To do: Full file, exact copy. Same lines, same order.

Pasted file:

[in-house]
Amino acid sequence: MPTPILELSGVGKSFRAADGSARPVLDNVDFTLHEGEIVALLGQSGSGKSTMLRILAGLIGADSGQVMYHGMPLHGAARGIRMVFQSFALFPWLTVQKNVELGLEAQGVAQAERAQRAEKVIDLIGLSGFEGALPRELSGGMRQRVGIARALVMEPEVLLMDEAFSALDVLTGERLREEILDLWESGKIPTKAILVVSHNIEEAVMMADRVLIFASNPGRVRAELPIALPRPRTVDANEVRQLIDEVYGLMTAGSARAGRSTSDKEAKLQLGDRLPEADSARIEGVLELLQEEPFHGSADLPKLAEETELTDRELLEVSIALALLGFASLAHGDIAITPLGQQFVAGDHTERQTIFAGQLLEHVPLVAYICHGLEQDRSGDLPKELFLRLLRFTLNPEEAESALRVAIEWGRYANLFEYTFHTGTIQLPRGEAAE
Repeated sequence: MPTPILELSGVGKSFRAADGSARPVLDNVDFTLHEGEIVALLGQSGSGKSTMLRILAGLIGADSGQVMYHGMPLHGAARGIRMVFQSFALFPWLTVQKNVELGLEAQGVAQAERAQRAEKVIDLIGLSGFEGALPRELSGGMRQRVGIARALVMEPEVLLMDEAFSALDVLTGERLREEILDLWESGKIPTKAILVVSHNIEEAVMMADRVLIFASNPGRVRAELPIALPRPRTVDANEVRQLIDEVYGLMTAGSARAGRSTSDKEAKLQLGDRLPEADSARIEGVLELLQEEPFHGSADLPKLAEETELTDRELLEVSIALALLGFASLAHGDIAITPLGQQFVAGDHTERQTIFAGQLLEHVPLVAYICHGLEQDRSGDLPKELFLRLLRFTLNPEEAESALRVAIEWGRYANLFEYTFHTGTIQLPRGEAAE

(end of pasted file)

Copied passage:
[in-house]
Amino acid sequence: MPTPILELSGVGKSFRAADGSARPVLDNVDFTLHEGEIVALLGQSGSGKSTMLRILAGLIGADSGQVMYHGMPLHGAARGIRMVFQSFALFPWLTVQKNVELGLEAQGVAQAERAQRAEKVIDLIGLSGFEGALPRELSGGMRQRVGIARALVMEPEVLLMDEAFSALDVLTGERLREEILDLWESGKIPTKAILVVSHNIEEAVMMADRVLIFASNPGRVRAELPIALPRPRTVDANEVRQLIDEVYGLMTAGSARAGRSTSDKEAKLQLGDRLPEADSARIEGVLELLQEEPFHGSADLPKLAEETELTDRELLEVSIALALLGFASLAHGDIAITPLGQQFVAGDHTERQTIFAGQLLEHVPLVAYICHGLEQDRSGDLPKELFLRLLRFTLNPEEAESALRVAIEWGRYANLFEYTFHTGTIQLPRGEAAE
Repeated sequence: MPTPILELSGVGKSFRAADGSARPVLDNVDFTLHEGEIVALLGQSGSGKSTMLRILAGLIGADSGQVMYHGMPLHGAARGIRMVFQSFALFPWLTVQKNVELGLEAQGVAQAERAQRAEKVIDLIGLSGFEGALPRELSGGMRQRVGIARALVMEPEVLLMDEAFSALDVLTGERLREEILDLWESGKIPTKAILVVSHNIEEAVMMADRVLIFASNPGRVRAELPIALPRPRTVDANEVRQLIDEVYGLMTAGSARAGRSTSDKEAKLQLGDRLPEADSARIEGVLELLQEEPFHGSADLPKLAEETELTDRELLEVSIALALLGFASLAHGDIAITPLGQQFVAGDHTERQTIFAGQLLEHVPLVAYICHGLEQDRSGDLPKELFLRLLRFTLNPEEAESALRVAIEWGRYANLFEYTFHTGTIQLPRGEAAE